Current Exhibits at the Tuttle
Defiance Machine Works had its start as a small foundry by the Miami and Erie Canal. It grew to one of the largest factories in Defiance, producing machinery for manufacturers around the world and had an important role as a war plant in WWI and WWII. This exhibit is sponsored by the Defiance Chamber of Commerce.
Dinner Bell Foods Inc. grew from a small beginning as Defiance Sausage Works to be a large Defiance area employer with a loyal and dedicated work force. Old photos, documents, dinner bell advertising, and artifacts document Dinner Bell Food, Inc. story.
Journey back in time through the lens of Henry Roehrs in an exhibit of his photographs of Defiance at the turn of the last century.
As cameras and film became available to amateur photographers, Henry Roehrs joined others, like Edward Bronson, snapping pictures of his hometown. Roehrs documented public buildings, businesses, the canal and railroads, and events in Defiance from the early 1900s. Thanks to a donation of these photos by his granddaughter, Rita Meier, we are able to share them with the community.
The Miami and Erie Canal played an important role in the early development and growth of Defiance. Photographs and artifacts give a glimpse into the canal's history that once was very prevalent in the Defiance downtown area.
Defiance's Attic, a continuing exhibit of items from the Tuttle's collection, is now featuring some favorite memories of Vivian Keenan's millinery shop, Defiance Milk Products, Defiance Grocery Company, an air show ad, and much much more. Check out these and other Defiance memorabilia in Defiance's Attic.
This exhibit describes the Great Black Swamp and answers questions regarding its formation, location, size, and impact on the region. Where did it go?
The Turnbull factory once occupied an expansive plant on the south bank of the Maumee, where for over 50 years they produced wagons, wheels, and motor trucks. Follow the story of this Defiance manufacturer in this exhibit. This exhibit is sponsored by Thomas E. Keller Trucking and affiliate of Keller Logistics Group.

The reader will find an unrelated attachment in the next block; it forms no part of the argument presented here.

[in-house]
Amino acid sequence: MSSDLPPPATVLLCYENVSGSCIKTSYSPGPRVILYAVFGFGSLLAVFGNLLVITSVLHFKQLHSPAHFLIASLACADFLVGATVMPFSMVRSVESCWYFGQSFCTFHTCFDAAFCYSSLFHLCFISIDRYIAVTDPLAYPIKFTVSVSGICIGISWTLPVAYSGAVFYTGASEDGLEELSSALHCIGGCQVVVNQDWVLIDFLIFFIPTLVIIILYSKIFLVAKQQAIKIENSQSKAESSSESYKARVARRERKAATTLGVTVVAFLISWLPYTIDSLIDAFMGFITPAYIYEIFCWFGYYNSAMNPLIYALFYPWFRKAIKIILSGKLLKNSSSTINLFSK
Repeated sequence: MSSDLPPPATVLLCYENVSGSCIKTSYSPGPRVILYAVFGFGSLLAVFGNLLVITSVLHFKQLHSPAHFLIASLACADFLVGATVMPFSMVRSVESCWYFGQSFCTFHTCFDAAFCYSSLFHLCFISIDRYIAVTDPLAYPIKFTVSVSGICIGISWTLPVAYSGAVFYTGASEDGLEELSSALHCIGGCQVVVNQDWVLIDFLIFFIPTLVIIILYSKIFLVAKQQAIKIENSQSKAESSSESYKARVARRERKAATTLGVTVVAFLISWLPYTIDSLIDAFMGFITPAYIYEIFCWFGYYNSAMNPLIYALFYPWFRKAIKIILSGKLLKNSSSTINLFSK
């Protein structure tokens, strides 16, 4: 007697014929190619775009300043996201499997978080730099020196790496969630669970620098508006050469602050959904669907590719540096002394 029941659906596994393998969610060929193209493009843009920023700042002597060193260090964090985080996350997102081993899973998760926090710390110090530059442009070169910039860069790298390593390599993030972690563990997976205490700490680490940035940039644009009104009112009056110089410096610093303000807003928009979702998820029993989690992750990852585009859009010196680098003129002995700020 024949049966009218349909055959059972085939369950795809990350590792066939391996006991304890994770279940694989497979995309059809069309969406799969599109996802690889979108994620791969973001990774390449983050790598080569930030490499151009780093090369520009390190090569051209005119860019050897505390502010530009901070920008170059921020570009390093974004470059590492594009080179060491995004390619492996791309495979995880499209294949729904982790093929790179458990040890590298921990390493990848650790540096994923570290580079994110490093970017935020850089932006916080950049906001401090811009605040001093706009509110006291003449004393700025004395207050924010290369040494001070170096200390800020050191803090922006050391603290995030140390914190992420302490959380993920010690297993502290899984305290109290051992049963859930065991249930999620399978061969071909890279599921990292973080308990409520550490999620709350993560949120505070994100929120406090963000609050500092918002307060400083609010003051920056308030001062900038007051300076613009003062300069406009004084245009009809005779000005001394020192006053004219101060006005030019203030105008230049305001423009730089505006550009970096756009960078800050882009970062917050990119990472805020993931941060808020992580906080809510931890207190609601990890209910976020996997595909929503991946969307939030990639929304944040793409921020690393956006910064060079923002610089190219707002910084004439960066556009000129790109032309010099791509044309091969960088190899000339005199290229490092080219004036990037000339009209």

Early commerce in the Defiance area was conducted by trade and barter; the need for currency arose with the development of businesses, factories, and taxes. The first forms of banking were provided by people involved in insurance and real estate. Locally issued currency from two of these Defiance banking houses is displayed in the inner vault exhibit. The exhibit features bank notes from the collection of Jim Hamilton/Hamilton AMM LLC Trust, and is sponsored by Premier Bank.
This exhibit describes the impact of the Maumee, Auglaize, and Tiffin Rivers on the Defiance area. The confluence of the Auglaize and Maumee Rivers is a major natural feature of the area, used by Native Americans and early European traders and soldiers to identify the region.
The Native American artifacts currently on display represent only a small part of Andrew Tuttle's collection of ground stone objects and pottery. The items are believed to be artifacts of the Archaic, Glacial Kame, and Adena cultures.
This exhibit explores the development of a number of local banks and savings and loan institutions. Included are brief histories of banks founded in Defiance, vintage photographs and bank items, and unusual stories. This exhibit is sponsored by State Bank, which was founded in 1902, and is celebrating its 120th anniversary this year.
One hundred years ago, women in the United States won the vote and celebrated their first nationwide participation in the 1920 presidential election. The focus of the Booze, Ballots, and a Better World exhibit is the Temperance Movement and the fight for Women's Suffrage. The exhibit features the stories of women in Defiance and how their activism changed society, and society's view of women's place.
The outbreak of America's Civil War brought great changes and challenges to the money system on both sides of the conflict. The governments of the North and South needed to find ways to keep the economy running, while dealing with paper and metal shortages, and the rising costs of war. These pressures changed our form of currency to this day. Historical figures and classical symbols on coins and paper money expressed the values and ideals of both sides. Come explore this interesting era through a variety of Civil War era currency. The exhibit includes examples of paper money, coins, and other forms of exchange.